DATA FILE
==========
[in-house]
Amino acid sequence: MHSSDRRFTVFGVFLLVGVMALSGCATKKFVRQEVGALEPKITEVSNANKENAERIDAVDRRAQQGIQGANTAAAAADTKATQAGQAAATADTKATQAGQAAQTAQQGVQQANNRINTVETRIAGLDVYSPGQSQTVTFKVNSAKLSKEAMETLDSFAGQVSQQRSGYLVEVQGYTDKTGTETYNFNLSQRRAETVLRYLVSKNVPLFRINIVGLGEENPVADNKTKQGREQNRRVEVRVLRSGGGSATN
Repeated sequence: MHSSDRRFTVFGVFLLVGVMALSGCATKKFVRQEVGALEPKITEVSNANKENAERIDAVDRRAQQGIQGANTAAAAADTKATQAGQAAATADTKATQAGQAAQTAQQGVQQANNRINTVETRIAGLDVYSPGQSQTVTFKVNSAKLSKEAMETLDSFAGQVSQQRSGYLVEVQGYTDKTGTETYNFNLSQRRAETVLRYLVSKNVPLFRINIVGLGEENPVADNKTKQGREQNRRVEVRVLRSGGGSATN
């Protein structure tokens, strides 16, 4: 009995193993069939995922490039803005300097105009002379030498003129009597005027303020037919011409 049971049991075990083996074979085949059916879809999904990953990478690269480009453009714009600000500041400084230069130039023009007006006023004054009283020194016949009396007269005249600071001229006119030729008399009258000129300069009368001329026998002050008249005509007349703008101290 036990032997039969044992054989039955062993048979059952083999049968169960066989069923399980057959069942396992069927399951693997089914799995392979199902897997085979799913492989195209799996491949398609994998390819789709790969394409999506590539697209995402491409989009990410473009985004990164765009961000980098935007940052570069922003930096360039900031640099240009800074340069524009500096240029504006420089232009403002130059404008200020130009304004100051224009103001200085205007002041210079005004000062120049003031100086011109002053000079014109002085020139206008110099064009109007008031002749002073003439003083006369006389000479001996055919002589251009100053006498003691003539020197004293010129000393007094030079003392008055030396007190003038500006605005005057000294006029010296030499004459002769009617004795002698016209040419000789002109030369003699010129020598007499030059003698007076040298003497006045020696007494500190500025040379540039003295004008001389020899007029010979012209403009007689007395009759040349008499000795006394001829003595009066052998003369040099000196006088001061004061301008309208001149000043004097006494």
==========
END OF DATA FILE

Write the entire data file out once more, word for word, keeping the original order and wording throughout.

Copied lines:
[in-house]
Amino acid sequence: MHSSDRRFTVFGVFLLVGVMALSGCATKKFVRQEVGALEPKITEVSNANKENAERIDAVDRRAQQGIQGANTAAAAADTKATQAGQAAATADTKATQAGQAAQTAQQGVQQANNRINTVETRIAGLDVYSPGQSQTVTFKVNSAKLSKEAMETLDSFAGQVSQQRSGYLVEVQGYTDKTGTETYNFNLSQRRAETVLRYLVSKNVPLFRINIVGLGEENPVADNKTKQGREQNRRVEVRVLRSGGGSATN
Repeated sequence: MHSSDRRFTVFGVFLLVGVMALSGCATKKFVRQEVGALEPKITEVSNANKENAERIDAVDRRAQQGIQGANTAAAAADTKATQAGQAAATADTKATQAGQAAQTAQQGVQQANNRINTVETRIAGLDVYSPGQSQTVTFKVNSAKLSKEAMETLDSFAGQVSQQRSGYLVEVQGYTDKTGTETYNFNLSQRRAETVLRYLVSKNVPLFRINIVGLGEENPVADNKTKQGREQNRRVEVRVLRSGGGSATN
């Protein structure tokens, strides 16, 4: 009995193993069939995922490039803005300097105009002379030498003129009597005027303020037919011409 049971049991075990083996074979085949059916879809999904990953990478690269480009453009714009600000500041400084230069130039023009007006006023004054009283020194016949009396007269005249600071001229006119030729008399009258000129300069009368001329026998002050008249005509007349703008101290 036990032997039969044992054989039955062993048979059952083999049968169960066989069923399980057959069942396992069927399951693997089914799995392979199902897997085979799913492989195209799996491949398609994998390819789709790969394409999506590539697209995402491409989009990410473009985004990164765009961000980098935007940052570069922003930096360039900031640099240009800074340069524009500096240029504006420089232009403002130059404008200020130009304004100051224009103001200085205007002041210079005004000062120049003031100086011109002053000079014109002085020139206008110099064009109007008031002749002073003439003083006369006389000479001996055919002589251009100053006498003691003539020197004293010129000393007094030079003392008055030396007190003038500006605005005057000294006029010296030499004459002769009617004795002698016209040419000789002109030369003699010129020598007499030059003698007076040298003497006045020696007494500190500025040379540039003295004008001389020899007029010979012209403009007689007395009759040349008499000795006394001829003595009066052998003369040099000196006088001061004061301008309208001149000043004097006494």